OIE Warns of Future Threat to World Security19 December 2012
GLOBAL - Rising instability together with weak veterinary services pose a threat to world security, according to the OIE Director General. He has urged Biological Weapons Convention (BWC) Members to strengthen veterinary services as key players for animal health surveillance, response and biosafety.
Director General of the World Organisation for Animal Health (OIE), Dr Bernard Vallat called for action against the rising threat that animal pathogens pose to the world’s security at the Biological Weapons Convention (BWC) Meeting of States Parties.
Accidental or deliberate release of animal pathogens can have disastrous repercussions for public health, economies, and social stability because 60 per cent of human infectious diseases originate from animals (zoonoses) and, infectious diseases of animals also cause huge losses to agriculture. Because of these impacts, most agents that can be used for bioweapons are animal pathogens.
Effective surveillance, early detection and rapid response mechanisms for animal diseases that comply with OIE international standards are the most effective defense against any infectious animal disease outbreak, whether the cause is natural, accidental or intentional. OIE Laboratory Standards for bio risk management will also protect against accidental release of pathogens from laboratories and guard against pathogens falling into the wrong hands.
Dr Vallat said: "The best way to protect the entire world from rising bio-threats linked with animal pathogens is to ensure that all national Veterinary Services comply with OIE international standards on quality. This must be a basis for bio risk management policies."
Unfortunately today, the quality of surveillance and response mechanisms for animal diseases varies from country to country, and in our globalised world weaknesses in one country pose a threat to all others.
Today's movements of people, animals and consumer goods enables the rapid global spread of infectious animal diseases: SARS, avian flu, mad cow disease, and Ebola are all examples highlighting the potentially disastrous consequences that animal pathogens can pose if they are not eliminated at their primary source.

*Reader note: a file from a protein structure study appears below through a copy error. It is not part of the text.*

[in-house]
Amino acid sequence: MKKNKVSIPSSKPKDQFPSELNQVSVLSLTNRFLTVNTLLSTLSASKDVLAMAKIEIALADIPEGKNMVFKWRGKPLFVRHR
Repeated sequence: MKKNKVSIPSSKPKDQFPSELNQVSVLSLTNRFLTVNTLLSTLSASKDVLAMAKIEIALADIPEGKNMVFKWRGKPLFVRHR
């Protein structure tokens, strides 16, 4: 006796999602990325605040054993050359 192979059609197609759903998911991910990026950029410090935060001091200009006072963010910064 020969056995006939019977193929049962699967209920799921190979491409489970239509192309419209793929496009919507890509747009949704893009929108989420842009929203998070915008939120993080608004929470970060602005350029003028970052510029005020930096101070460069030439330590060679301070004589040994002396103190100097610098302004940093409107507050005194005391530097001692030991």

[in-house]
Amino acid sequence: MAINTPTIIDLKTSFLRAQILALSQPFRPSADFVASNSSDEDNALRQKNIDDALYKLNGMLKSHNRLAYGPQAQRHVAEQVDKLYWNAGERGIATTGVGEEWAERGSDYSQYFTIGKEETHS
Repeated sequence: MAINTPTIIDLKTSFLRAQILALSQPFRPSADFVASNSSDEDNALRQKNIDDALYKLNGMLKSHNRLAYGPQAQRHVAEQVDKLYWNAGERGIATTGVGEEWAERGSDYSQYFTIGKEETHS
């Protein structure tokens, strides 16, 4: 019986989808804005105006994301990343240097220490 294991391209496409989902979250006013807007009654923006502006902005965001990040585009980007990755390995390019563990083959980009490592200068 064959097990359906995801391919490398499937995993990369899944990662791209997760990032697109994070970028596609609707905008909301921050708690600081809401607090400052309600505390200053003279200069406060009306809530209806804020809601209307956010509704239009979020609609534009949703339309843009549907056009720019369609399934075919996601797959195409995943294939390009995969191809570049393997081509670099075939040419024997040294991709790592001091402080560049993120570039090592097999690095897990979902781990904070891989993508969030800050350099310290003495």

"It is a shared responsibility of governments to use all means available and apply existing recommendations that we give to prevent and control animal diseases. This will reduce the significant risks that these pathogens present," Dr Vallat stressed. "All available channels for convincing all decision makers should be used in that objective," he further said.
Destroying and sequestrating Rinderpest virus
In May 2011, OIE declared the global eradication of rinderpest, also known as 'cattle plague' because of its devastating impacts on livestock. One year after OIE's declaration of global freedom the virus remains stored in dozens of laboratories across the world, and with disease no longer present in animals the only way a rinderpest outbreak could occur today is if virus escaped from a laboratory.
To ensure that the world remains free from rinderpest, OIE is calling on all countries to destroy remaining stocks of rinderpest virus or make sure that virus is transferred to an approved reference laboratory. The World Organization for Animal Health (OIE) and UN Food and Agriculture Organization (FAO) have also called a moratorium on research using the live rinderpest virus.
Rinderpest was arguably the first bio-weapon (used in the 13th century) and was amongst other animal pathogens to be developed for warfare during the 20th century.
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